Springer Online Journal Archives 1860-2000
Process Engineering, Biotechnology, Nutrition Technology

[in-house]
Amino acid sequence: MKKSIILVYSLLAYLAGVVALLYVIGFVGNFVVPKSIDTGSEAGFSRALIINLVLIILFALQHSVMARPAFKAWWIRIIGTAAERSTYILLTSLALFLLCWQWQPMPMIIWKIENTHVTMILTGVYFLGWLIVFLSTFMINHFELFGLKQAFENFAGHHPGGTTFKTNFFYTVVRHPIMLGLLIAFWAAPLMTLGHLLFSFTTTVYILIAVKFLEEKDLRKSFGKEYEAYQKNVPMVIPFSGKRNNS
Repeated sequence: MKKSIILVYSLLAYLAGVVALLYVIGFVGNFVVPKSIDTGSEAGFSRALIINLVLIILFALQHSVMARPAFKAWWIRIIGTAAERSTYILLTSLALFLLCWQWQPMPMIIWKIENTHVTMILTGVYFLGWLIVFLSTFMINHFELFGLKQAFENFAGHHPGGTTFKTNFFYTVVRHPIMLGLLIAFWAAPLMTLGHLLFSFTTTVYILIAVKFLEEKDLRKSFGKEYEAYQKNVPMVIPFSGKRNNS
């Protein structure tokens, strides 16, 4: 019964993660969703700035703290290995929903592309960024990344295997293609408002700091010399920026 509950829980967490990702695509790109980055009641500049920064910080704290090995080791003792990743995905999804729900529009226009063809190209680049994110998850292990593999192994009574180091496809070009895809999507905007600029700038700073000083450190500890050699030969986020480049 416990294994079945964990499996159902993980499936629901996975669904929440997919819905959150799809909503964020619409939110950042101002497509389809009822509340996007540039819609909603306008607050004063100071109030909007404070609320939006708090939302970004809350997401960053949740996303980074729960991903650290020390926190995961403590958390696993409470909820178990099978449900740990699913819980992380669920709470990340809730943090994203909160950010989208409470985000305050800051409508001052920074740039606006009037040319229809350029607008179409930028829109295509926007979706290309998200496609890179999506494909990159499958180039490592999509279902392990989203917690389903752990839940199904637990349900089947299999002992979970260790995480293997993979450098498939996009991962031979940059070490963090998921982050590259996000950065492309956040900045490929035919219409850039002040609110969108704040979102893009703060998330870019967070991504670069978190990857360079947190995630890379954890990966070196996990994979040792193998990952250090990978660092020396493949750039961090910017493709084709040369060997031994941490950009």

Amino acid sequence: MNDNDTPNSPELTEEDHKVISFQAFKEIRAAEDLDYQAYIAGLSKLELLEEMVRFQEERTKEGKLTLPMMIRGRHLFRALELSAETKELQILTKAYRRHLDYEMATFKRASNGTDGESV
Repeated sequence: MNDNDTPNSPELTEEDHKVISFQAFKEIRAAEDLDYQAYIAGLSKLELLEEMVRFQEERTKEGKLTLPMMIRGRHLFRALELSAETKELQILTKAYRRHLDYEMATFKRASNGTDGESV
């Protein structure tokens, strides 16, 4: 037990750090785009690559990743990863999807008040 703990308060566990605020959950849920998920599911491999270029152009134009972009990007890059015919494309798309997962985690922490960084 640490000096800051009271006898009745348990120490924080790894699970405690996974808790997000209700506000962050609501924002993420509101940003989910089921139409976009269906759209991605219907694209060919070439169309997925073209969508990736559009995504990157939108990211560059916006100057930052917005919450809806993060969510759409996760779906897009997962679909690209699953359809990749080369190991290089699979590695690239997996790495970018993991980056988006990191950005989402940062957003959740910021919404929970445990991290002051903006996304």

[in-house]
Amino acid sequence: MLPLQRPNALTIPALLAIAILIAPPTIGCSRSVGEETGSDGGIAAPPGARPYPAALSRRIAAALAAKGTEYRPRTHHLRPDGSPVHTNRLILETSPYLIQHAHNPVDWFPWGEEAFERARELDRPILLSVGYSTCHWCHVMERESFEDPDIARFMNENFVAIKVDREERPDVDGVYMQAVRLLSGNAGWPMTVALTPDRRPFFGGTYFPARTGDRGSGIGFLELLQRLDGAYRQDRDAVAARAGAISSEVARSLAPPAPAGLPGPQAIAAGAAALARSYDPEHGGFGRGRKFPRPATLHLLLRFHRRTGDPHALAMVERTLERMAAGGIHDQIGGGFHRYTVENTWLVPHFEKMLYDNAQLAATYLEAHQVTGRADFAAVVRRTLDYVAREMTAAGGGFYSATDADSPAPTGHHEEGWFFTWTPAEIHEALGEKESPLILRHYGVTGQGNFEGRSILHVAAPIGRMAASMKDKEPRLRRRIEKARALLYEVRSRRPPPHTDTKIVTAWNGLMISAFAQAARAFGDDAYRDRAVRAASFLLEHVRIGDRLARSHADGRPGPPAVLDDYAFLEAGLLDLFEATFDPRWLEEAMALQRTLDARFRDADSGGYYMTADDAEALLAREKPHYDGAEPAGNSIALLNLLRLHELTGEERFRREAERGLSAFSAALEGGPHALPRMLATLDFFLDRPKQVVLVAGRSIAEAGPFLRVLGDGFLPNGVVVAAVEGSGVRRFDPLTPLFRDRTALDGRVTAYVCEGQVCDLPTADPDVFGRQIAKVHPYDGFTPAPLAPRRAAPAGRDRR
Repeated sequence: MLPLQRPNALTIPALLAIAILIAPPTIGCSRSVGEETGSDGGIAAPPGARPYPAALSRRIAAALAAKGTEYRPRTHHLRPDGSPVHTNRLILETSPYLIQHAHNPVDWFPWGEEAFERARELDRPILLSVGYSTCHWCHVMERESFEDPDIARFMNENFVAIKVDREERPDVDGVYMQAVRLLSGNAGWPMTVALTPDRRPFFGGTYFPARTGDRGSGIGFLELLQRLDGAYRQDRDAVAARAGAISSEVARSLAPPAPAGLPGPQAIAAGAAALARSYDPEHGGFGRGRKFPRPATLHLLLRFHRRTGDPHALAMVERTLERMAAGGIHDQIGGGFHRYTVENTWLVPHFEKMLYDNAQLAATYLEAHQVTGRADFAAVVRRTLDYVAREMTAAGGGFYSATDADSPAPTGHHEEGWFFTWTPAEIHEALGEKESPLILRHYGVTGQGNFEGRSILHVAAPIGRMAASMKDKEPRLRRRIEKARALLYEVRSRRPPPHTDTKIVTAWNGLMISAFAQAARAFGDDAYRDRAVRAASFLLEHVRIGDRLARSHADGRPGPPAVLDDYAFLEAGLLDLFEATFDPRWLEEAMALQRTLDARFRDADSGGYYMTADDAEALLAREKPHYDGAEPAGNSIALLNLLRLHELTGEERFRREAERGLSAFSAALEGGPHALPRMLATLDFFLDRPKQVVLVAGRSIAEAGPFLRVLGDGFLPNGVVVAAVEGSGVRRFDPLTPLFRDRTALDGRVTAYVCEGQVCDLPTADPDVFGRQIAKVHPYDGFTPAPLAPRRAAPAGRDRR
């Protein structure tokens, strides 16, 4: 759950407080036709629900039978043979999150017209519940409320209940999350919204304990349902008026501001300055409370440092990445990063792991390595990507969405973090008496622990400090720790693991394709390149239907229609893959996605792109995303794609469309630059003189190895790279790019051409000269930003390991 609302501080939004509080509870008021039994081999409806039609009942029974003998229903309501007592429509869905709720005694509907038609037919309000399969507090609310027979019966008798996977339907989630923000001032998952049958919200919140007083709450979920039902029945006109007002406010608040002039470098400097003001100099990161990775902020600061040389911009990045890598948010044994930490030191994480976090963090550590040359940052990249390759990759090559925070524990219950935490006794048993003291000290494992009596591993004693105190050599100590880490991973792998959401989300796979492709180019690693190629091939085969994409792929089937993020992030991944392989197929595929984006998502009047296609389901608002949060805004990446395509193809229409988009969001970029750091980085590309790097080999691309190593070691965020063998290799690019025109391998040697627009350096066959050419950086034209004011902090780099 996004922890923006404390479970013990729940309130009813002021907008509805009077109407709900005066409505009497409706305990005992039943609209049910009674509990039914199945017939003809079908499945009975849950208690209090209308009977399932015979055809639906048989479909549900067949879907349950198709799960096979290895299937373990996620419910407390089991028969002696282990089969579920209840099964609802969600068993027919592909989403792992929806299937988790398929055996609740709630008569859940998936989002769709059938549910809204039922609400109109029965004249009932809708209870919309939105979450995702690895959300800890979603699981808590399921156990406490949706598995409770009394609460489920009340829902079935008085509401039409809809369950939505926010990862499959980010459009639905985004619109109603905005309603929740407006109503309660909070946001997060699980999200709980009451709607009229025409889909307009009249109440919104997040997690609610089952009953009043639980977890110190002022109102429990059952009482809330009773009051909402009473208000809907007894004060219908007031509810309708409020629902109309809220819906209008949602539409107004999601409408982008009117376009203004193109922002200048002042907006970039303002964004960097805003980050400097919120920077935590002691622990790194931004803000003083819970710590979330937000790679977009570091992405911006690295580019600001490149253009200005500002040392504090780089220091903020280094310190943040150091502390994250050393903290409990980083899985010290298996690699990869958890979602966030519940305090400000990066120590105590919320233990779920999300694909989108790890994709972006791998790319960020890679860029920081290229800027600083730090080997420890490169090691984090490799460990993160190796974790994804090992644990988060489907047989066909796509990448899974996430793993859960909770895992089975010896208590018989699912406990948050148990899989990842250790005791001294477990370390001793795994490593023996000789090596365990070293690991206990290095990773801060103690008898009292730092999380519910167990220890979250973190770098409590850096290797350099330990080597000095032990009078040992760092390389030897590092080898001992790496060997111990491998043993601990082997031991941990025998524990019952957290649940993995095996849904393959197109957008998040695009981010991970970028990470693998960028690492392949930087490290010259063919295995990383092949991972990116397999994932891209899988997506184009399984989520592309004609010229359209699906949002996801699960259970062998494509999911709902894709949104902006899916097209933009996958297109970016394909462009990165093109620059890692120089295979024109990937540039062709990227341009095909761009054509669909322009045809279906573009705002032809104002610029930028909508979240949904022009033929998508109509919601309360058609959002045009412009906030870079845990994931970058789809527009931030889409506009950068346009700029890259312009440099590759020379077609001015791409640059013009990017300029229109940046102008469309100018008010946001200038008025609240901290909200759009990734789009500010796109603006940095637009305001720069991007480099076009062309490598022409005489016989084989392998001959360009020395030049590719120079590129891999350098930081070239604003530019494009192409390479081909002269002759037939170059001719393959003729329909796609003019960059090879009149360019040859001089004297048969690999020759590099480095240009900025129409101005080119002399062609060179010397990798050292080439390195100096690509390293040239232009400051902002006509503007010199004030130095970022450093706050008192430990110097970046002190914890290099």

Abstract The decay of free chlorine (Cl2) and combined chlorine (mostly monochloramine: NH2Cl) and the inactivation of bacteria was examined in Dar es Salaam, Tanzania. Batch experiments, pilot-scale pipe experiments and full-scale pipe experiments were carried out to establish the kinetics for both decay and inactivation, and to compare the two disinfectants for use under tropical conditions. The decay of both disinfectants closely followed first order kinetics, with respect to the concentration of both disinfectant and disinfectant-consuming substances. Bacterial densities exhibited a kinetic pattern consisting of first order inactivation with respect to the density of the bacteria and the concentration of the disinfectant, and first order growth with respect to the bacterial density. The disinfection kinetic model takes the decaying concentration of the disinfectant into account. The decay rate constant for free chlorine was 114 lg-1h-1, while the decay rate constant for combined chlorine was 1.84 lg-1h-1 (1.6% of the decay rate for free chlorine). The average concentration of disinfectant consuming substances in the water phase was 2.6 mg Cl2/l for free chlorine and 5.6 mg NH2Cl/l for combined chlorine. The decay rate constant and the concentration of disinfectant consuming substances when water was pumped through pipes, depended on whether or not chlorination was continuous. Combined chlorine especially could clean the pipes of disinfectant consuming substances. The inactivation rate constant λ, was estimated at 3.06×104 lg-1h-1. Based on the inactivation rate constant, and a growth rate constant determined in a previous study, the critical concentration of free chlorine was found to be 0.08 mg Cl2/l. The critical concentration is a value below which growth rates dominate over inactivation.
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